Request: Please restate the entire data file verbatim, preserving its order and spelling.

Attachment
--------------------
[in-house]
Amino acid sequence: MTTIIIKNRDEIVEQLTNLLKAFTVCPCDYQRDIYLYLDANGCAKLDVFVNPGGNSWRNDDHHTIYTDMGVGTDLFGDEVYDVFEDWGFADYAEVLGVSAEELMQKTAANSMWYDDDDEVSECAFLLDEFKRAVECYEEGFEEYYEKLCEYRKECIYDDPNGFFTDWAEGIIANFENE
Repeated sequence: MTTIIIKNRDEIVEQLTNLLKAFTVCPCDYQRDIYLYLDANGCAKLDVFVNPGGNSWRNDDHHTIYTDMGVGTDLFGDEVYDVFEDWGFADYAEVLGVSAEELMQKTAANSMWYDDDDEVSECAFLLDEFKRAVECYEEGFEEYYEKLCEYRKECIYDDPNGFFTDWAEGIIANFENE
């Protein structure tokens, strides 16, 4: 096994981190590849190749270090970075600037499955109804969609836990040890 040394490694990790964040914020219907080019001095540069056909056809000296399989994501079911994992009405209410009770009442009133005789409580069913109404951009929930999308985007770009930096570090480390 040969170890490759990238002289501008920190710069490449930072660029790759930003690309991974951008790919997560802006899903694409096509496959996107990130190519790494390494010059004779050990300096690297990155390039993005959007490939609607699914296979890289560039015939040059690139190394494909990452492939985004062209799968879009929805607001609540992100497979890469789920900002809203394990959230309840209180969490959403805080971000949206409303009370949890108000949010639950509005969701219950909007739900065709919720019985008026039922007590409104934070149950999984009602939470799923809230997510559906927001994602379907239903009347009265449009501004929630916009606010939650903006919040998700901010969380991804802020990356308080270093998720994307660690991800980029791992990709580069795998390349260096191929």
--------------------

[in-house]
Amino acid sequence: MTTIIIKNRDEIVEQLTNLLKAFTVCPCDYQRDIYLYLDANGCAKLDVFVNPGGNSWRNDDHHTIYTDMGVGTDLFGDEVYDVFEDWGFADYAEVLGVSAEELMQKTAANSMWYDDDDEVSECAFLLDEFKRAVECYEEGFEEYYEKLCEYRKECIYDDPNGFFTDWAEGIIANFENE
Repeated sequence: MTTIIIKNRDEIVEQLTNLLKAFTVCPCDYQRDIYLYLDANGCAKLDVFVNPGGNSWRNDDHHTIYTDMGVGTDLFGDEVYDVFEDWGFADYAEVLGVSAEELMQKTAANSMWYDDDDEVSECAFLLDEFKRAVECYEEGFEEYYEKLCEYRKECIYDDPNGFFTDWAEGIIANFENE
């Protein structure tokens, strides 16, 4: 096994981190590849190749270090970075600037499955109804969609836990040890 040394490694990790964040914020219907080019001095540069056909056809000296399989994501079911994992009405209410009770009442009133005789409580069913109404951009929930999308985007770009930096570090480390 040969170890490759990238002289501008920190710069490449930072660029790759930003690309991974951008790919997560802006899903694409096509496959996107990130190519790494390494010059004779050990300096690297990155390039993005959007490939609607699914296979890289560039015939040059690139190394494909990452492939985004062209799968879009929805607001609540992100497979890469789920900002809203394990959230309840209180969490959403805080971000949206409303009370949890108000949010639950509005969701219950909007739900065709919720019985008026039922007590409104934070149950999984009602939470799923809230997510559906927001994602379907239903009347009265449009501004929630916009606010939650903006919040998700901010969380991804802020990356308080270093998720994307660690991800980029791992990709580069795998390349260096191929």